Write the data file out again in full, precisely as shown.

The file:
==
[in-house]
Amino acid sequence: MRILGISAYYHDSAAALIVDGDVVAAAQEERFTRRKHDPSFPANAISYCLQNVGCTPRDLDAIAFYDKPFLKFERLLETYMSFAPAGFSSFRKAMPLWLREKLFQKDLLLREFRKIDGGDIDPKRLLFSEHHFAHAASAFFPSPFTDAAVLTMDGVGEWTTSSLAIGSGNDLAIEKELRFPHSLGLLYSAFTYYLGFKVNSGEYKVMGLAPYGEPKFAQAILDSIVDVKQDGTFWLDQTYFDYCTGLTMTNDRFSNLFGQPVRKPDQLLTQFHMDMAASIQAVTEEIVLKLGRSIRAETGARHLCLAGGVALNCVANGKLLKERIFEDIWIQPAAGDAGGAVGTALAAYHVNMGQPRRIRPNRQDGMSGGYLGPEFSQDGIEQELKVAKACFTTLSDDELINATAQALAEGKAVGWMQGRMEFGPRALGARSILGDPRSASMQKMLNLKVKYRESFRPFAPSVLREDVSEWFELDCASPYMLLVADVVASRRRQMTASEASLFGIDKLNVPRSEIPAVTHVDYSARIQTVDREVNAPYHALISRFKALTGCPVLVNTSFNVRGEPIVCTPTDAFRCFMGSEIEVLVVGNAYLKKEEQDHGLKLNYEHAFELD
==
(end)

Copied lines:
[in-house]
Amino acid sequence: MRILGISAYYHDSAAALIVDGDVVAAAQEERFTRRKHDPSFPANAISYCLQNVGCTPRDLDAIAFYDKPFLKFERLLETYMSFAPAGFSSFRKAMPLWLREKLFQKDLLLREFRKIDGGDIDPKRLLFSEHHFAHAASAFFPSPFTDAAVLTMDGVGEWTTSSLAIGSGNDLAIEKELRFPHSLGLLYSAFTYYLGFKVNSGEYKVMGLAPYGEPKFAQAILDSIVDVKQDGTFWLDQTYFDYCTGLTMTNDRFSNLFGQPVRKPDQLLTQFHMDMAASIQAVTEEIVLKLGRSIRAETGARHLCLAGGVALNCVANGKLLKERIFEDIWIQPAAGDAGGAVGTALAAYHVNMGQPRRIRPNRQDGMSGGYLGPEFSQDGIEQELKVAKACFTTLSDDELINATAQALAEGKAVGWMQGRMEFGPRALGARSILGDPRSASMQKMLNLKVKYRESFRPFAPSVLREDVSEWFELDCASPYMLLVADVVASRRRQMTASEASLFGIDKLNVPRSEIPAVTHVDYSARIQTVDREVNAPYHALISRFKALTGCPVLVNTSFNVRGEPIVCTPTDAFRCFMGSEIEVLVVGNAYLKKEEQDHGLKLNYEHAFELD